Interview with Dr Foteini Kakulas (2015)
Stem cells in breast milk
Dr Foteini Kakulas (formerly Hassiotou) of The University of Western Australia has demonstrated that stem cells from breast milk can now be directed to become other body cell types such as bone, fat, liver and brain cells. Could this finally be the answer to ethically and easily obtaining pluripotent stem cells in a non-invasive manner? And what does this mean with regard to the unique power of breastmilk for the growth and development of babies?
In 2007, Professor Peter Hartmann with Dr. Mark Cregan and his team at The University of Western first discovered the presence of stem cells in breast milk (Cregan et al. 2007). Dr. Foteini Kakulas, continues to make new breakthroughs, including that these embryonic-like stem cells found in breast milk can be directed to become other body cell types such as bone, fat, liver, pancreatic and brain cells (Hassiotou et al. 2012). This raises new possibilities for the sourcing of stem cells for use in regenerative medicine, without the need to destroy any embryos in the process.
Dr Kakulas presented her findings for the first time to a European audience at a Medela Symposium. She explained that this discovery opened up several avenues to explore for exploration, in areas including breast cancer research, stem cell therapy and regenerative medicine.
Most recently, Dr Kakulas presented the latest findings by her cell biology team at the 10th Medela Symposium in Warsaw. She was determined to uncover the role of these cells in the development of breastfed babies. Babies ingest millions to billions of live cells from their mother’s milk daily – was this just by chance? Could they survive the baby’s stomach?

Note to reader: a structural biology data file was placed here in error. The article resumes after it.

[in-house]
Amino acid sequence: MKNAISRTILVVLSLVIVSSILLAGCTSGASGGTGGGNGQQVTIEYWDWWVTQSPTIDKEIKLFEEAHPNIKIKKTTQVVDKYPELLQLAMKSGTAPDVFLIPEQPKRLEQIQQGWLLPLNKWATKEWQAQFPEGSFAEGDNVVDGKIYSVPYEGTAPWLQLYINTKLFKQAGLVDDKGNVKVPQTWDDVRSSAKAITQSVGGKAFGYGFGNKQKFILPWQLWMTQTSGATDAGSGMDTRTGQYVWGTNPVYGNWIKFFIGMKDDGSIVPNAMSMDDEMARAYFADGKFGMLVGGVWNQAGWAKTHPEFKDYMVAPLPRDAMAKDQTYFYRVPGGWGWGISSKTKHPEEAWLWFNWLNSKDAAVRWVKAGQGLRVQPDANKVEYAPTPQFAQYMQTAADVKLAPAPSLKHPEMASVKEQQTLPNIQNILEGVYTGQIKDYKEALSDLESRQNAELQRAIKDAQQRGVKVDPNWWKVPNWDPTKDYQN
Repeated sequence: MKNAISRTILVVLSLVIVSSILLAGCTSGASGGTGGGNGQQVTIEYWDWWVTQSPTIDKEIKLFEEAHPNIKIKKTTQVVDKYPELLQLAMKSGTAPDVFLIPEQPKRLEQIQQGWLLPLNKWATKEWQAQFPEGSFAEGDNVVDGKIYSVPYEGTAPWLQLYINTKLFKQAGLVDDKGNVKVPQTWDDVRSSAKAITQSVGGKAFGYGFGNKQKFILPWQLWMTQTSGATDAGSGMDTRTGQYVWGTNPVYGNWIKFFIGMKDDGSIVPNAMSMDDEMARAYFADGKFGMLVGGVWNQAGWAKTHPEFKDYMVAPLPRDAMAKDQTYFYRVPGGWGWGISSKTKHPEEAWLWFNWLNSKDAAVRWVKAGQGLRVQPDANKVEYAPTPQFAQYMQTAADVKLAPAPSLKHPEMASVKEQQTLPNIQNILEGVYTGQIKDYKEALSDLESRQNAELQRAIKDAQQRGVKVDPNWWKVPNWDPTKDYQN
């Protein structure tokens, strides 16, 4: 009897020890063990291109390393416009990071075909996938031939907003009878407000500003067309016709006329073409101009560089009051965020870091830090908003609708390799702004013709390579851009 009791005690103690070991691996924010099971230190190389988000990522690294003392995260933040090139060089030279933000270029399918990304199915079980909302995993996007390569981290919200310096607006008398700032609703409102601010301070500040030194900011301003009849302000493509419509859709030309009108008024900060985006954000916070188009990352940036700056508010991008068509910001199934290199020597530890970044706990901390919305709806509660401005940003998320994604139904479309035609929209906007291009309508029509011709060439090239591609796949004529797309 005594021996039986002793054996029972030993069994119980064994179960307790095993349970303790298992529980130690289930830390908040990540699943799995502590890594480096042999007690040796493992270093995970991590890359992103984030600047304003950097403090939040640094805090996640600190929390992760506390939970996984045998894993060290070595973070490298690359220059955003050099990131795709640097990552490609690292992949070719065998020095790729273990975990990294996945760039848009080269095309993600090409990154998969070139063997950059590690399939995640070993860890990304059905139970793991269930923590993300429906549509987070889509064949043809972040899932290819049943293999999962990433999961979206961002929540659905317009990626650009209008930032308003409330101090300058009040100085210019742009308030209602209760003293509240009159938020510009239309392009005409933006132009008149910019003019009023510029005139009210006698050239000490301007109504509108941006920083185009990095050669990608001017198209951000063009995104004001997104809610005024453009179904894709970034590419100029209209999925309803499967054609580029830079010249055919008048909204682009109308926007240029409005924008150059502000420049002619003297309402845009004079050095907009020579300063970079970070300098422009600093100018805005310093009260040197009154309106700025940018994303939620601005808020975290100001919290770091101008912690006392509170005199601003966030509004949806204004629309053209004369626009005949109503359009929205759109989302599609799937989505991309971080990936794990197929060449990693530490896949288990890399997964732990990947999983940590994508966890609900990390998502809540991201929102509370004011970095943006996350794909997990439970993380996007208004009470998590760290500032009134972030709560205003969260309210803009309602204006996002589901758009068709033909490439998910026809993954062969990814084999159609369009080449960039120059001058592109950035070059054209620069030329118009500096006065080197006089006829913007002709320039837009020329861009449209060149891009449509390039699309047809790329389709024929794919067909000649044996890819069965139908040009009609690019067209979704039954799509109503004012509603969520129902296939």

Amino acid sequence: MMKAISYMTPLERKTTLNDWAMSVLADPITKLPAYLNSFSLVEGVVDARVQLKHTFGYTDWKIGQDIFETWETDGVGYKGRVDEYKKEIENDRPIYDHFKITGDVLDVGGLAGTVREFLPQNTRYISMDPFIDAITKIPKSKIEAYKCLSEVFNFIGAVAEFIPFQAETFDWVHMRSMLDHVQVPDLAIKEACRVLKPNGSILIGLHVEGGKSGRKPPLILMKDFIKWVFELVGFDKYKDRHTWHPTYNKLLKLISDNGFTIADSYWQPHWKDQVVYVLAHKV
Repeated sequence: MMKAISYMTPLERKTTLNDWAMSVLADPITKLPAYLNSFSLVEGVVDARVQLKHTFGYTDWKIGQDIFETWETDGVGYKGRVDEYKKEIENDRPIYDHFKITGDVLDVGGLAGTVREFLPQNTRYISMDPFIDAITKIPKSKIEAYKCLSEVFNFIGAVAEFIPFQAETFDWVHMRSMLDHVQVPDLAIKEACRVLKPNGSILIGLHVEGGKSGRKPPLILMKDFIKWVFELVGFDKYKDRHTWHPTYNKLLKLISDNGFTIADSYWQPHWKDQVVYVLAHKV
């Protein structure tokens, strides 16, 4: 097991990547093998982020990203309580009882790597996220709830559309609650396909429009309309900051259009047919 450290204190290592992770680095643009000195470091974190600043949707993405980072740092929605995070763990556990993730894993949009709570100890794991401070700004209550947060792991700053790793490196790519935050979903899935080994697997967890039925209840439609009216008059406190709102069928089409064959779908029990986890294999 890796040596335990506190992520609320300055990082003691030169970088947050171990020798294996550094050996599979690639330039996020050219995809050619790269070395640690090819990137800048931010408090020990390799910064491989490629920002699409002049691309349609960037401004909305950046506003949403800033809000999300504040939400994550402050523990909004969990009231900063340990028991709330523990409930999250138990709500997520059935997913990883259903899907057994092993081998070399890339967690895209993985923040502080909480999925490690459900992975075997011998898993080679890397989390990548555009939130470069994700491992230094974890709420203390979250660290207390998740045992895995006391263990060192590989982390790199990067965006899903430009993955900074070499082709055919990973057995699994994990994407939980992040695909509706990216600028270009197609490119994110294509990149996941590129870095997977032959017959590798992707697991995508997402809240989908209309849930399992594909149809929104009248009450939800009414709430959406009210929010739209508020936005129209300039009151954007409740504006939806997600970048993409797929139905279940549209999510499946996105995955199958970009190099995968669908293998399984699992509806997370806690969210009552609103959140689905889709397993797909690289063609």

The fascinating presentation described a recent experiment in which she used a cross-fostering mouse model to follow the fate of these cells. By using mice that expressed a marker gene (TdTomato) she could follow the cells from the breastmilk into the neonate. These experiments showed that maternal milk stem cells could be found in the stomach alive – but also in the blood, thymus, liver, pancreas, spleen and even the brain. These cells had also functionally integrated into these organs and were producing organ-specific proteins.
These findings provide the first evidence of the survival of milk stem cells in the neonate, and indicate that these cells migrate and functionally integrate into the neonates organs, where they may provide developmental benefits to the neonate.
Dr Kakulas commented: “I am proud to be part of this exciting journey of discovery into stem cells in breast milk, supported by Medela, which is opening up many new research horizons. As stem cells are present in relatively high amounts in human milk, I am particularly interested to find out more about the role they play in tissue regeneration and development of the baby, as well as what impact they might have in the presence of disease."
Dr Foteini Kakulas (formerly Hassiotou) says: "It is great to see the biology of breast milk stem cells unfold and to be able to demonstrate new findings that take our knowledge a step further. Through the financial support of Medela it has been possible for me to conduct this research, which shows for yet another reason why breast milk is so much more than nutrition for the baby. In addition, it is becoming clear that breast milk can serve as an ethical, non-invasive and plentiful source for human stem cells - but a lot of questions still remain unanswered, especially about the function of these cells in the breastfed baby. I feel proud to be part of this exciting journey of discovery, and I plan to continue this research at The University of Western Australia."